Apologies and excuses
Firstly apologies for delays since the last Bugle.
Rest assured that it is not a lack of issues and concerns, but more a question of business and time.
Harry is here to help you
In fact there is no Harry here to help you, but just some intelligent and enthusiastic people picked up along the way. Our new personnel includes as lawyer and migration agent, Quentin Kuo, and paralegals Erin McSweeney and Joshua Beale.
Centenary of Anzac
The centenary of the Anzacs' landing at Gallipoli has taken a lot of the coverage from other events, not least including the centenary of the Armenian genocide, which coincided with the Gallipoli landing and the First World War. In this it is estimated that up to 1,500,000 Armenians were either killed or let die in massacres and forced movements carried out under the Ottoman Empire - a precursor of the Nazi holocaust, the Cambodian auto-genocide, the Rwandan genocide, Darfur, and the list that goes on for events which there was to be "never again". All food for thought as we watch huge refugee movements with disastrous consequences. People are being pushed to leave places in which they can no longer survive.
Besides the push factor there is also a pull factor in the movement of peole around the world. The pull factor plays the major role in Australia's immigration. Although the economy is slowing down, this country still remains an attractive choice for immigration both legal and illegal.
The Australian government's instigated review of 457 temporary work recommends easier access to employment of foreign workers. We now have to wait for its implementation.
The 457 visa is an attractive option for a relatively quick entry into Australia and then a transition to permanent residence by continued sponsorship of the employer 2 years on.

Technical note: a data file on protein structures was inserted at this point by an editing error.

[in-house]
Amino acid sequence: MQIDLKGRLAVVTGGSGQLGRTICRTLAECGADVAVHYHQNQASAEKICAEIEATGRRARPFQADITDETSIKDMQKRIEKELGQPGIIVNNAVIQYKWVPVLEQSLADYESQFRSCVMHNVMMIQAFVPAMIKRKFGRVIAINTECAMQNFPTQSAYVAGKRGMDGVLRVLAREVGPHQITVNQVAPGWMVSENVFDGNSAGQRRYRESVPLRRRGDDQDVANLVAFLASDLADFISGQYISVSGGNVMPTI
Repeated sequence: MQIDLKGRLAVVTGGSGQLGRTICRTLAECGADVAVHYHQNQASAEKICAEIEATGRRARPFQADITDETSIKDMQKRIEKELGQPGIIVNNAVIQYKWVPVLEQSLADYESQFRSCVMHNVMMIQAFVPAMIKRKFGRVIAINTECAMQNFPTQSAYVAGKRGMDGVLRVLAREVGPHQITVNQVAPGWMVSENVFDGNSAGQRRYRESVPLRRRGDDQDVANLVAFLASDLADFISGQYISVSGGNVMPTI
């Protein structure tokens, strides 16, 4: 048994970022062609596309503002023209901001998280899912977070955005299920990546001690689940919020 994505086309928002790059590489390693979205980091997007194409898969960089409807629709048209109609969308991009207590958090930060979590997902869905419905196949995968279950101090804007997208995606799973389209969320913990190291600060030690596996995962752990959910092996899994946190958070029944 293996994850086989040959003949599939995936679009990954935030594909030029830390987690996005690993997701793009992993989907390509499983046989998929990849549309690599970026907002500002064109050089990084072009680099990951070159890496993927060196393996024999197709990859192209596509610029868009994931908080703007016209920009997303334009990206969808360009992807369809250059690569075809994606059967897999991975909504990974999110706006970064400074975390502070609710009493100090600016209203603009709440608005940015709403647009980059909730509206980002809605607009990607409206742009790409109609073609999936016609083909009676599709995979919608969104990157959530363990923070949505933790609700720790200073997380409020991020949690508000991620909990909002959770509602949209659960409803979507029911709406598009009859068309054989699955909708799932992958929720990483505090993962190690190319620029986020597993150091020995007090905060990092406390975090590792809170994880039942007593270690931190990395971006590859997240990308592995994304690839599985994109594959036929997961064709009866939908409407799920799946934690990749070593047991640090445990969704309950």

Finding the right employer
Non-residents can source employers online, through direct contact while in Australia on other visas, through employment consultants and agencies, and through acquaintances and friends.
Not many people realise that in fact the "employer" may be effectively the same person as the "employee", being a company established by the "employee" (future 457 visa applicant) to purchase a business or an interest in a business in Australia, and then to sponsor the "employee" into Australia. After succeeding in business then the "employee/employer" then join in a sponorship for permanent residence on 186 Visa.
People setting up business in Australia for the first time may be wary of making the right choice, being familiar with the market, finding suppliers, sourcing products, and marketing support. For some it may be attractive to look into acquisition of a franchise operation in Australia, of which there are many. Often a franchise operation offers an easier and faster route to successful business. We are in contact with franchising specialists who may be of assistance.
"Money changes everything" - Cyndi Lauper
The Australian government has recently announced a review of the significant investor scheme migration scheme. This scheme provides for expedited permanent residence for a person who is able to invest $5 million or more in specified investment in Australia. This is similar to the recently abandoned Canadian scheme. The Canadians gave explanation for abandonment of their scheme as the fear that it had been, and could be used for money laundering from corrupt transactions of applicants, particularly from China.
China clean up
China is taking measures to clean up corruption that the Chinese government feels is a brake on economic development and a threat to government stability.